Second, any relationship with the rape victim’s child will necessarily generate distress and anxiety for the rape victim.  She will, for example, have to endure less time with her own child than she wanted and rightly deserves to have; and she may well have to interact with the rapist himself on an ongoing basis, despite the traumatic nature of any such interaction.  Also, because she may fear a relationship between her attacker and her child, she may be vulnerable to efforts by the rapist to extort money and other concessions from her (including backing off a criminal prosecution) in exchange for his refraining from pressing his legal right to visitation.  To create a burden that is greater than a preponderance of the evidence, in this context, then, is to require probable rape victims to suffer these harms and indignities.  Put another way, it is to inflict a type of punishment on them.

He Said, She Said

One underlying problem in all of this is the differing intuitions that people have about acquaintance rape.  When a stranger rapes a victim, he most likely will avoid coming forward to make claims of paternity over the child conceived in rape.  In such cases—generally “whodunit” scenarios—the question is not whether the sexual intercourse was consensual, but rather who the perpetrator of the forcible intercourse was.  And the perpetrator, rather than seeking to assert parental rights, will typically seek to avoid detection.

In acquaintance rape cases, by contrast, there is no “whodunit” mystery, and the issue in contention is whether the intercourse itself—which both parties might agree took place—was or was not forced.  Because the physical evidence in such cases is often ambiguous, the jury must decide whether what “he said” (the woman consented) is accurate or whether what “she said” (there was no consent, and force or threats were used by the man) is accurate.  Some believe this question to be inherently unresolvable beyond a reasonable doubt.

My view is that we have a great deal more to worry about from stranger-rape victims who inadvertently misidentify their assailants than we do from acquaintance-rape victims who invent a rape that did not take place.  One’s view on the risks of believing the sworn testimony of an accuser over that of an accused will depend on how frequently one thinks that such false claims of rape are made.  If, as Lord Matthew Hale believed, “rape…is an accusation easily to be made and hard to be proved, and harder to be defended by the party accused, tho never so innocent,” then we would want to be very cautious about allowing any serious consequences (such as the loss of parental rights or of liberty) to turn on a so-called “swearing contest” between the alleged victim and the alleged perpetrator.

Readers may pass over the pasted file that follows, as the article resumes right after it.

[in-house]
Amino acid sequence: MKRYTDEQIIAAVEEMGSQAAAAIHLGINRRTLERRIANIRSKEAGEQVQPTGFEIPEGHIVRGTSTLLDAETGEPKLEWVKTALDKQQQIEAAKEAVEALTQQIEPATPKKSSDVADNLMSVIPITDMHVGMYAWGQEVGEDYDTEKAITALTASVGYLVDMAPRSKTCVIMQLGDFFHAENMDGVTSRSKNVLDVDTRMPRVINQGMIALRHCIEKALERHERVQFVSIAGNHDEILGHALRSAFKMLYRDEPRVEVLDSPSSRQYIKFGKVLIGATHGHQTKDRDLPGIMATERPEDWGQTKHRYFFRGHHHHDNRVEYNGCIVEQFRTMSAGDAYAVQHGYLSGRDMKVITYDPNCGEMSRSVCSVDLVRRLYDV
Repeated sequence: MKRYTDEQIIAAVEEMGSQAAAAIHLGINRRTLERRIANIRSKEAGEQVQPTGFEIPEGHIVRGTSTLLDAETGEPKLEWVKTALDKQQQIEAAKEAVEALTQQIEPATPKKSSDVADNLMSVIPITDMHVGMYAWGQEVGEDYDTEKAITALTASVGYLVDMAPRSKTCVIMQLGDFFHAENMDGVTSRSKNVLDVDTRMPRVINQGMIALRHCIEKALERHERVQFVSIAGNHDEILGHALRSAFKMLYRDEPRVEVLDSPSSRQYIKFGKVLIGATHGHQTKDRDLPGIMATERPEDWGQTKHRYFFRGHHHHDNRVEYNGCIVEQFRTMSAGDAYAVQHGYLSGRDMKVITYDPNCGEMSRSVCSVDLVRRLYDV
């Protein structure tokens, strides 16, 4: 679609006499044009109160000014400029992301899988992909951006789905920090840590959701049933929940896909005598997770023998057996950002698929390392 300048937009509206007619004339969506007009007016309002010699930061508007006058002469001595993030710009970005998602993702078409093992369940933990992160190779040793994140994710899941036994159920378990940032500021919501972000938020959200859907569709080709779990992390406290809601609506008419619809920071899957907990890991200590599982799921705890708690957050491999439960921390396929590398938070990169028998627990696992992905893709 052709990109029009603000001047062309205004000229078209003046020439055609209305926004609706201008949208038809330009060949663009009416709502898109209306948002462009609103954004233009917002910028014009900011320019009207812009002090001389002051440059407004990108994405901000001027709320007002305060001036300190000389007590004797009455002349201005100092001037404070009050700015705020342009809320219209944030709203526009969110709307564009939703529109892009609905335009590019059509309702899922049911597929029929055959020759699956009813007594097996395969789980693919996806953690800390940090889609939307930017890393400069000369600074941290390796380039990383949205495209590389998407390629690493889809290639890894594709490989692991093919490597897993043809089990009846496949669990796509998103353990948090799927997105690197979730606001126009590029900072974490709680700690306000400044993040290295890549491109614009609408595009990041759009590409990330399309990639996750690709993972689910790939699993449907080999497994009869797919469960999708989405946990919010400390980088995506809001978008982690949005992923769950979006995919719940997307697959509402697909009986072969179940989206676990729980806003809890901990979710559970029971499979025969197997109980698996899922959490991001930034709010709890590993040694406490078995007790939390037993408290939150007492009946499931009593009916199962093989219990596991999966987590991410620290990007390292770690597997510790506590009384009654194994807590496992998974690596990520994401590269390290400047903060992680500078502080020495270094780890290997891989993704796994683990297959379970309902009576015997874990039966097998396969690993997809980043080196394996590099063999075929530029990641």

In reality, though, we routinely rely on fact-finders (that is, juries and judges) to determine whether or not to believe witnesses’ sworn testimony in criminal and civil cases that have nothing to do with sexual assault.  The question for doubters, then, is why this routine reliance should not extend to rape cases as well.

Furthermore, it seems fanciful to imagine that many mothers will falsely accuse the fathers of their children of rape simply to avoid the prospect of paternal visitation.  And to the extent that some mothers actually do so, placing a burden on the woman’s side of the case to prove the rape by a preponderance of the evidence will permit the fact-finder to reach the more-likely-than-not correct resolution to the custody and visitation questions.